Discovery illuminates how Parkinson’s disease spreads in the brain

Aggregates of the protein alpha-synuclein spread in the brains of people with Parkinson’s disease through a cellular waste ejection process, a new study led by Weill Cornell Medicine researchers suggests.

During the process, called lysosomal exocytosis, neurons emit protein waste that they cannot break down and recycle. The discovery, published on August 22 in nature communicationcould solve one of the mysteries of Parkinson’s disease and lead to new strategies for treating or preventing the neurological disorder.

“Our results also suggest that lysosomal exocytosis could be a general mechanism for the removal of aggregated and degradation-resistant proteins from neurons – in normal, healthy conditions and in neurodegenerative diseases,” said lead author Dr. Manu Sharma, an assistant professor of neuroscience in the Feil Family Brain and Mind Research Institute and Appel Alzheimer’s Disease Research Institute at Weill Cornell Medicine.

Parkinson’s is a condition that features the death of neurons in a characteristic pattern of distribution throughout the brain, which normally unfolds over decades. The disease is best known for causing hand tremors, muscle stiffness, slowed gait, and other limitations on normal movement. But it affects a wide range of brain regions, resulting in many different symptoms, including late-stage dementia. About 1 million people in the United States have Parkinson’s. Available treatments can alleviate some movement abnormalities, but don’t stop disease progression — mainly because researchers don’t fully understand that process yet.

A key finding from recent decades of Parkinson’s research is that neuron death in disease follows the spread, in the brain, of abnormal aggregates of alpha-synuclein, a neuronal protein. This spread is an infection-like chain reaction process where aggregates cause normal alpha-synuclein to join them and — as they grow — break down into smaller aggregates that continue to reproduce. Experiments in mice and non-human primates have shown that injecting these aggregates into the brain can initiate this spread, as well as some Parkinson’s-like neurodegeneration. But the details of how neurons pass them on to other neurons have never been well understood.

In the study, Dr. Sharma and his team, including co-first author Ying Xue Xie, a doctoral student at the Weill Cornell Graduate School of Medical Sciences, detailed studies of Parkinson’s mouse models indicate that alpha-synuclein aggregates — capable of spreading and causing neurodegeneration — – originate in neurons. These aggregates, they found, then accumulate in capsule-like waste bins in cells called lysosomes.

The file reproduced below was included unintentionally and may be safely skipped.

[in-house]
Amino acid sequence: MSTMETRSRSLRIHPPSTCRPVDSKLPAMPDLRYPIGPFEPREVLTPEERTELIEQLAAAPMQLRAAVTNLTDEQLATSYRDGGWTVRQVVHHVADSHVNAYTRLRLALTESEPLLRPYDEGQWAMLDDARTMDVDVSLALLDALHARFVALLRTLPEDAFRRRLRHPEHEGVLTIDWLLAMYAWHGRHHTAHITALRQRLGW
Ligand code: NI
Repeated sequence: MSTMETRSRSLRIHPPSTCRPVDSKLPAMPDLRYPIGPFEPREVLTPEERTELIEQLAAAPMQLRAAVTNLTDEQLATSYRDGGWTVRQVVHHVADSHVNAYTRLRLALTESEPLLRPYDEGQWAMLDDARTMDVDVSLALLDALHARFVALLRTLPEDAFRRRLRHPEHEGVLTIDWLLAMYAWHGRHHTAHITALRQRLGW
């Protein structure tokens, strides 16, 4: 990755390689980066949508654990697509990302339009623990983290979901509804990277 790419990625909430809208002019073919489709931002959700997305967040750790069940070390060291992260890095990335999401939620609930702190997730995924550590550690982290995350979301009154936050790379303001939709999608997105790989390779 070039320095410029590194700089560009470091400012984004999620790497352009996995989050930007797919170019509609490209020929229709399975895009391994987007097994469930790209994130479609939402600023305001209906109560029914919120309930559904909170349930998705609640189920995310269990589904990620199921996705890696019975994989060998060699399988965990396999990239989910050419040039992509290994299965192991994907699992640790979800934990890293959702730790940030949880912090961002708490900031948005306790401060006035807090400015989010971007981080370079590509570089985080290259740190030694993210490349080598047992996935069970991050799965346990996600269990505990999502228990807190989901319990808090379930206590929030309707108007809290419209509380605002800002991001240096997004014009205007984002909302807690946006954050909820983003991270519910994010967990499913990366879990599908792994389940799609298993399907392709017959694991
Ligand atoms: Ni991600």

Lysosomes contain enzymes that can break down or “lyse” proteins and other molecular waste into their building blocks, essentially digesting and recycling them. But the researchers found evidence that alpha-synuclein aggregates, which are knitted together with tight bonds in a snug/snug-fitting layered structure called “amyloid,” do not break down properly in lysosomes; instead, they often turned out to be simply dumped from their original neurons. In this process, called exocytosis, the lysosome moves to the cell membrane and fuses with it, so that the contents of the lysosome are drained – as is, without any encapsulation – into the fluid surrounding the cell. The finding helps resolve a hotly debated question in the field.

The researchers also showed in further experiments that by reducing the rate of lysosomal exocytosis, they could reduce the apparent concentration of aggregates that can disperse. That, said Dr. Sharma, suggests a future approach to treating Parkinson’s.

“We don’t know yet, but neurons may be better off, even in the long run, if they keep these aggregates in their lysosomes,” he said. “We see a similar deterioration in lysosomal function in some genetic disorders, but these do not necessarily lead to Parkinson’s disease.”

dr. Sharma emphasized that previous studies, including genetic studies, have linked lysosomal abnormalities not only to Parkinson’s, but also to many other neurodegenerative disorders. This suggests that lysosomal exocytosis may be a general mechanism for the proliferation of protein aggregates in these diseases – and possibly a common target for treatments and preventatives.

He and his team are currently investigating the role of lysosomes in Alzheimer’s disease.